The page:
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Amazon dishes out details on Woody Allen TV series

Entitled "Crisis in Six Scenes," the six-part series is scheduled to debut this fall as Amazon looks to Allen to help draw in viewers.

Will Woody Allen help draw in subscribers to Amazon's Prime Video?


Amazon Prime Video users will be able to catch Woody Allen's first-ever TV series come September.

On Sunday, Amazon said Allen's new show, entitled "Crisis in Six Scenes," will kick off on September 30. Written and directed by Allen, the six-episode series takes place in the 1960s "during turbulent times in the United States, and follows a middle class suburban family that is visited by a guest who turns their household completely upside down," according to the official synopsis.

The Woody Allen series is just the latest show from Amazon, which is increasingly leaning on original content to get people to sign up. Amazon's Prime Video service has started to catch up to streaming leader Netflix with its own big name artists like Allen.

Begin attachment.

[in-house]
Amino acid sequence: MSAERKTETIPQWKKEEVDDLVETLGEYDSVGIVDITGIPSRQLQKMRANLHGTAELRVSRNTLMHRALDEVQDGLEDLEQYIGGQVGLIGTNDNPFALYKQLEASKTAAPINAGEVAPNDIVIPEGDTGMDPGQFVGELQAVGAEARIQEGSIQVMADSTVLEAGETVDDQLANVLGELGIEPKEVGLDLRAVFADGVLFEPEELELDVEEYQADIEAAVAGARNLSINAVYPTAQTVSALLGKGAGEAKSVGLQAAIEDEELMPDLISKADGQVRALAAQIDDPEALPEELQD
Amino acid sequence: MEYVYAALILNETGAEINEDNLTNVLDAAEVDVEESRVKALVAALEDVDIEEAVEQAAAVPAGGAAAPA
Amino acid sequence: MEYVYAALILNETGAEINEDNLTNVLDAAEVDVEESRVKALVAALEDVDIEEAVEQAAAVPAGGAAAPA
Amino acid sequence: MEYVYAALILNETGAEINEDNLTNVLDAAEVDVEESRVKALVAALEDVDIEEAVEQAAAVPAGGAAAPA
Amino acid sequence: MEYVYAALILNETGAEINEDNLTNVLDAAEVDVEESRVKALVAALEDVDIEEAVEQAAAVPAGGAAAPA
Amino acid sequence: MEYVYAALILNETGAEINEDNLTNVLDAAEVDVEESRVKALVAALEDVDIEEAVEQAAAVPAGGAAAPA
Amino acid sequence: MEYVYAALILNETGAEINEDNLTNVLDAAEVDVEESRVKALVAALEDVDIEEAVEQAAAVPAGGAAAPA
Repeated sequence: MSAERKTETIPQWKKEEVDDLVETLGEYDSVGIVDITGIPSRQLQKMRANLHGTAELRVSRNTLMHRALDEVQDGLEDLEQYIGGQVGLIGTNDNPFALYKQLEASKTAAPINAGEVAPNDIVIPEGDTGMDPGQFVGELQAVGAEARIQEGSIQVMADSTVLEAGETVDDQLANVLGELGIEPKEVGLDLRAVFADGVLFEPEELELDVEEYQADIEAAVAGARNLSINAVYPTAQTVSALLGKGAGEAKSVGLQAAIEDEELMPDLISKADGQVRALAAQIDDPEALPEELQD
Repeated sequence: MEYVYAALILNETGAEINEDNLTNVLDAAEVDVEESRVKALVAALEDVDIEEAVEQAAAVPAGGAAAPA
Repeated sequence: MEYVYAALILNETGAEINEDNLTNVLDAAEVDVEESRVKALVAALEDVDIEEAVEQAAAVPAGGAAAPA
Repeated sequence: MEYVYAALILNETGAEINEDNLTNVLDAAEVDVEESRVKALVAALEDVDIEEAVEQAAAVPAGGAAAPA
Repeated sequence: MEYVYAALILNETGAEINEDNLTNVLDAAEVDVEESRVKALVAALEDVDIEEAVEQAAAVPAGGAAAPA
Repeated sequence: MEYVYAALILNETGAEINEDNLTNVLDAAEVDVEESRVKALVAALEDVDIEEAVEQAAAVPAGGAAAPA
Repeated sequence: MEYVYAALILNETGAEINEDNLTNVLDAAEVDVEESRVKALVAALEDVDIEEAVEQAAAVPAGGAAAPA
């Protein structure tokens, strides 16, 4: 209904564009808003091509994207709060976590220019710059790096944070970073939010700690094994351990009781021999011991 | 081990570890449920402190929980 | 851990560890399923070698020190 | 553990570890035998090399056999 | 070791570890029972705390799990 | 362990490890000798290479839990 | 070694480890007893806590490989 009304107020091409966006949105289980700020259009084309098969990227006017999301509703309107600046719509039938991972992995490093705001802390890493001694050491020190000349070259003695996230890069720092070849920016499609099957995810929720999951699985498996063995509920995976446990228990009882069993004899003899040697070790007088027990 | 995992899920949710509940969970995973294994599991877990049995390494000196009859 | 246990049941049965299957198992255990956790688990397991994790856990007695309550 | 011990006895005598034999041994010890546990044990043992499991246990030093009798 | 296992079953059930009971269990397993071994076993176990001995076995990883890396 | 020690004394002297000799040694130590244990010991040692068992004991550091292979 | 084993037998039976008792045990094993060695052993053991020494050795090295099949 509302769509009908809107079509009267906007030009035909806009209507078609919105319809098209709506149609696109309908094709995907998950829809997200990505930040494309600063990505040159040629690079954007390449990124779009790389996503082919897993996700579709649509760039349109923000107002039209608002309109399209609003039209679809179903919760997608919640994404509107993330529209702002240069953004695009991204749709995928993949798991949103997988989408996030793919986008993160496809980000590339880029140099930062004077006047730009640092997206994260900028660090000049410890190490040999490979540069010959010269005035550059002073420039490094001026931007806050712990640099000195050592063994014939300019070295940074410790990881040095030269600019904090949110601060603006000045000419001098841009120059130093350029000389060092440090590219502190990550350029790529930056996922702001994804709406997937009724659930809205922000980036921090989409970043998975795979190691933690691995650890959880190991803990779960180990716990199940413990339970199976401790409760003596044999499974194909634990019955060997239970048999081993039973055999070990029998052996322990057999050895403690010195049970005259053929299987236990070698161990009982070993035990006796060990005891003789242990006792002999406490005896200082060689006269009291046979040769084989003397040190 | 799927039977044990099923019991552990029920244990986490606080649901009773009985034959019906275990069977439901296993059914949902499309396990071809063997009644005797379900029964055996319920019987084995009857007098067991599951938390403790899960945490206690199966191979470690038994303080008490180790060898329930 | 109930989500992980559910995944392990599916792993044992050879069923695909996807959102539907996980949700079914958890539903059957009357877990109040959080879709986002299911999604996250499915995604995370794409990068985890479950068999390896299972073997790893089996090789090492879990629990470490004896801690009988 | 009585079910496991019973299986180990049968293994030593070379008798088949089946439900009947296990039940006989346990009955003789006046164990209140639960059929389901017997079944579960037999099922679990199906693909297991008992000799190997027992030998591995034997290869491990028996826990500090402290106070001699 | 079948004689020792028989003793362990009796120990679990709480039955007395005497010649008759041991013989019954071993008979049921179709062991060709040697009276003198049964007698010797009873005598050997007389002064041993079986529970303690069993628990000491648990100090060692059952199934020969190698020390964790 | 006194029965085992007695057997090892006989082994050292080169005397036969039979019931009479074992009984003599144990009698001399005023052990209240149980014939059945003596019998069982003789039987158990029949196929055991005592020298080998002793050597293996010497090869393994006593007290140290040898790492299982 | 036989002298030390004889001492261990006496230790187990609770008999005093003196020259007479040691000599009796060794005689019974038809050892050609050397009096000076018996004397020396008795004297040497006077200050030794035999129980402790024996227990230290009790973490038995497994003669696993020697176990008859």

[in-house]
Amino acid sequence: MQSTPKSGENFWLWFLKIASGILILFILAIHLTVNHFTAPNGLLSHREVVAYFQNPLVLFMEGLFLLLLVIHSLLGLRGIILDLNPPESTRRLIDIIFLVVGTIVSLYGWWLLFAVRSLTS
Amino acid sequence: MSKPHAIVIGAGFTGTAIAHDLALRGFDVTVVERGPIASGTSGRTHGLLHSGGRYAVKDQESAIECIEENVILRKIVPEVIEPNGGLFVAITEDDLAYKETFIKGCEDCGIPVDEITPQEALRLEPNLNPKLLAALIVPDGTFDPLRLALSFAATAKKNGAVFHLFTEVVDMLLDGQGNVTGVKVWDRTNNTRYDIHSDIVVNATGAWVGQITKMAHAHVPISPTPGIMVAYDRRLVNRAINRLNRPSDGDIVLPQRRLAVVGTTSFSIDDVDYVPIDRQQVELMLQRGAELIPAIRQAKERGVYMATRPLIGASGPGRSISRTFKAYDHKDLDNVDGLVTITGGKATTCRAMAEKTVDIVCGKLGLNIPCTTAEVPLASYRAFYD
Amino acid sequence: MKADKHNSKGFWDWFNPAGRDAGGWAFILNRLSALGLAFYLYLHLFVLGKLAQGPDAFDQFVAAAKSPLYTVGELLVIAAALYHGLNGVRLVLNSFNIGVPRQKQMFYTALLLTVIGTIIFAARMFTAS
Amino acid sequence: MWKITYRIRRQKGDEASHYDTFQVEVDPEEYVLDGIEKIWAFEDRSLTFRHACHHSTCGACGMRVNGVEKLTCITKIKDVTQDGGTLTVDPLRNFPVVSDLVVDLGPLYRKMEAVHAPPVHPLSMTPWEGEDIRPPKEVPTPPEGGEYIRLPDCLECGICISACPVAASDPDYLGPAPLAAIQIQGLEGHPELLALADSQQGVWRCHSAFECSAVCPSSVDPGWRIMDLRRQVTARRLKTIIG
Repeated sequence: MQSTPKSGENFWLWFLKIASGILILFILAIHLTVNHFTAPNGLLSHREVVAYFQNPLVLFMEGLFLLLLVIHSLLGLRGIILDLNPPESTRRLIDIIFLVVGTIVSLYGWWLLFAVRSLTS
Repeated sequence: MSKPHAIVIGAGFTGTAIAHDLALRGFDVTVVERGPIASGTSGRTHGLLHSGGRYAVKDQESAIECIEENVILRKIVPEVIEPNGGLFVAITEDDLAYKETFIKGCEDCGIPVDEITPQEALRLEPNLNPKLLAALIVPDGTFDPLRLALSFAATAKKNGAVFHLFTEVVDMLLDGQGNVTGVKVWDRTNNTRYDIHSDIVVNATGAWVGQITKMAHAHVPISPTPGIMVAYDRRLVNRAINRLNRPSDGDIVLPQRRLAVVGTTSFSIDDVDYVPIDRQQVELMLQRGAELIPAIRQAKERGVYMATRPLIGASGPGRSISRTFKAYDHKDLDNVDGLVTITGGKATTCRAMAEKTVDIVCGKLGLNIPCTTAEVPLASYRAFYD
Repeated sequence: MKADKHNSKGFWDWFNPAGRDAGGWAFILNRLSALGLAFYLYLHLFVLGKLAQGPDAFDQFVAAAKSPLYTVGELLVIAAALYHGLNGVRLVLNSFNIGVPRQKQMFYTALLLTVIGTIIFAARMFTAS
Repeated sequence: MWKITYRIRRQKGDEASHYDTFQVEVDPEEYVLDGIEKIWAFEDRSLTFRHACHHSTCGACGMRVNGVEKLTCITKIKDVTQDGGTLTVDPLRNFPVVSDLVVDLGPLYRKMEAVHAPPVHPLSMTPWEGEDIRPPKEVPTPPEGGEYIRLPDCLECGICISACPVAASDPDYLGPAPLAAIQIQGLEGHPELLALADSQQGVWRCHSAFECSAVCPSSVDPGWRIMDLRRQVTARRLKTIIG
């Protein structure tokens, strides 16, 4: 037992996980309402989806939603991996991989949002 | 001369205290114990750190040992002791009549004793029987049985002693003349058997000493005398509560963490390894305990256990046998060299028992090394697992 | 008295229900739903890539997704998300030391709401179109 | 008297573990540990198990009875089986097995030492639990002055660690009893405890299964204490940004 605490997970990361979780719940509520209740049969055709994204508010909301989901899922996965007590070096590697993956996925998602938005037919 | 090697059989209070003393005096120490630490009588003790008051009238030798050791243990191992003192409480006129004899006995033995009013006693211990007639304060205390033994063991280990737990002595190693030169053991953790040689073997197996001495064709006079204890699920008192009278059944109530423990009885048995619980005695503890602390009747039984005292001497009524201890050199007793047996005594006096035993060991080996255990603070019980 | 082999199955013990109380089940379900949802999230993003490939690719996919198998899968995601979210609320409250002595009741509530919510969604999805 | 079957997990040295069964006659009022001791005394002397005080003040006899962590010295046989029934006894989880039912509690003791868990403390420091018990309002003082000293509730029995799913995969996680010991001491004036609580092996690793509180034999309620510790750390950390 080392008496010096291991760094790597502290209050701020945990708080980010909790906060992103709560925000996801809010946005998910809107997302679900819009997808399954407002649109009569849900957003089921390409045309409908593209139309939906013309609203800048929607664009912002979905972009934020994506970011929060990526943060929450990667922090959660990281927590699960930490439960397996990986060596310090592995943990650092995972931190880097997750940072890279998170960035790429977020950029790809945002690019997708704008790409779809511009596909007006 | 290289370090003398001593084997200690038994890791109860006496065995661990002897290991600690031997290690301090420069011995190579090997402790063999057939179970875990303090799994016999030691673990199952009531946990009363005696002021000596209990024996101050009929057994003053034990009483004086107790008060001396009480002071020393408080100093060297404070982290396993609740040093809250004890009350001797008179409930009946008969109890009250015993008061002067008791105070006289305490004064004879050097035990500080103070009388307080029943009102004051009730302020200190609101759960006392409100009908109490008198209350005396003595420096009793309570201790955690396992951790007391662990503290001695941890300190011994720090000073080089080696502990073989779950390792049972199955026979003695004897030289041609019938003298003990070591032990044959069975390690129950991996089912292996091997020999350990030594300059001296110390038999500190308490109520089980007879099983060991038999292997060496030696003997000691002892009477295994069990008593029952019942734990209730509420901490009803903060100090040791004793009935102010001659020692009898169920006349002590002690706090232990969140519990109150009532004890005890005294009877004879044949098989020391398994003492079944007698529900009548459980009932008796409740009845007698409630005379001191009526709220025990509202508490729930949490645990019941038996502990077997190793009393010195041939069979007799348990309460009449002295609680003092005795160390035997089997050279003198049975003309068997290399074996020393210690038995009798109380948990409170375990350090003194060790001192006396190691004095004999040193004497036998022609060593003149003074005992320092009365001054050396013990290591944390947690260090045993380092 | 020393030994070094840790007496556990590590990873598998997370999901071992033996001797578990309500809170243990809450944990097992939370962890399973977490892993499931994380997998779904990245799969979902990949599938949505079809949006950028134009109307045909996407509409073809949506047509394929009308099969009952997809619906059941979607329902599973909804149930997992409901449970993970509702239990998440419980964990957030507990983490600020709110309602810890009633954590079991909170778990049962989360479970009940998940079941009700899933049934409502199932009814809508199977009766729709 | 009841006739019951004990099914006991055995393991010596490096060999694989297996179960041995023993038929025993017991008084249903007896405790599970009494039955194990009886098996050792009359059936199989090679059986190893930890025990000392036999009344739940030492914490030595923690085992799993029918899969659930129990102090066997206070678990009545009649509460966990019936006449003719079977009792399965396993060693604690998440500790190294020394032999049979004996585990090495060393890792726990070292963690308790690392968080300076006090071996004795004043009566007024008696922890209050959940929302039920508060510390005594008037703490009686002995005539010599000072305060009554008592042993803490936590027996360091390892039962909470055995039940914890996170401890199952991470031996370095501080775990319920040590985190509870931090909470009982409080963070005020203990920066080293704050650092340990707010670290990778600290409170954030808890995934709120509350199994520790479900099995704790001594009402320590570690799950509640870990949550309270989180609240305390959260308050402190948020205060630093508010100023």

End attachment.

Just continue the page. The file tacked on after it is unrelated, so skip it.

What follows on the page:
Allen stars in the series alongside Miley Cyrus, Elaine May, Rachel Brosnahan and John Magaro.

A sneak peek video gives us a small clue about the series. The video starts with some news clips showing people protesting the Vietnam war and police trying to quell a riot. Then we segue to Allen's character, Sidney Munsinger, getting a haircut and asking his barber to give him a cut that makes him look like James Dean. But with Allen's balding hair, that may be asking too much.

"I could work on your hair for ten years, Sidney," says the barber, "you're never going to look like James Dean."

Known as a writer and director who's worked in film since the 1960s, Allen is making his first foray into the land of streaming video. Allen said he found the series harder to do than he originally thought, according to an interview with the Hollywood Reporter.

"I thought, I'll sandwich this in between two films and knock it off," Allen said. "What's the big deal? It's television. But over the years, television has made enormous strides, and wonderful things are being done on television. And I found as soon as I started to get into the project, I couldn't bring myself to slough it off because this is not television of 50 years ago, where every silly thing was acceptable."